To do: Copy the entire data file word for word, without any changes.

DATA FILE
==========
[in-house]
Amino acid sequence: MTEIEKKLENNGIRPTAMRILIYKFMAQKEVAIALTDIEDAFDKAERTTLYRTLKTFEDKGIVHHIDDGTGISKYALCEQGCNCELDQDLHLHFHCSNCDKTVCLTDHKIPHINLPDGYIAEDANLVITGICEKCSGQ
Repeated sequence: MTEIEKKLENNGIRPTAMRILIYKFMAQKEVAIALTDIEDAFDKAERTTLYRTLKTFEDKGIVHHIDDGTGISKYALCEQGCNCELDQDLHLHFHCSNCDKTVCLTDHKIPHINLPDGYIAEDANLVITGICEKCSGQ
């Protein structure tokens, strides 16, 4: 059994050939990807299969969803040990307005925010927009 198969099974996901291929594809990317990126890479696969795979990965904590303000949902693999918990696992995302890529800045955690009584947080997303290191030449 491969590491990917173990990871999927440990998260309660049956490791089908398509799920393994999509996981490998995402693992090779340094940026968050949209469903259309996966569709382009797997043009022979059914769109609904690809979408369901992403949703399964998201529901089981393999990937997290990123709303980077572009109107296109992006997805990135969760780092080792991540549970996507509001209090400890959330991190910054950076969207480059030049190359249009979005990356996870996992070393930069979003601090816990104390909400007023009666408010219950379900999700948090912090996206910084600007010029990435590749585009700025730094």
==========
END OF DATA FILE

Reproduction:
[in-house]
Amino acid sequence: MTEIEKKLENNGIRPTAMRILIYKFMAQKEVAIALTDIEDAFDKAERTTLYRTLKTFEDKGIVHHIDDGTGISKYALCEQGCNCELDQDLHLHFHCSNCDKTVCLTDHKIPHINLPDGYIAEDANLVITGICEKCSGQ
Repeated sequence: MTEIEKKLENNGIRPTAMRILIYKFMAQKEVAIALTDIEDAFDKAERTTLYRTLKTFEDKGIVHHIDDGTGISKYALCEQGCNCELDQDLHLHFHCSNCDKTVCLTDHKIPHINLPDGYIAEDANLVITGICEKCSGQ
């Protein structure tokens, strides 16, 4: 059994050939990807299969969803040990307005925010927009 198969099974996901291929594809990317990126890479696969795979990965904590303000949902693999918990696992995302890529800045955690009584947080997303290191030449 491969590491990917173990990871999927440990998260309660049956490791089908398509799920393994999509996981490998995402693992090779340094940026968050949209469903259309996966569709382009797997043009022979059914769109609904690809979408369901992403949703399964998201529901089981393999990937997290990123709303980077572009109107296109992006997805990135969760780092080792991540549970996507509001209090400890959330991190910054950076969207480059030049190359249009979005990356996870996992070393930069979003601090816990104390909400007023009666408010219950379900999700948090912090996206910084600007010029990435590749585009700025730094």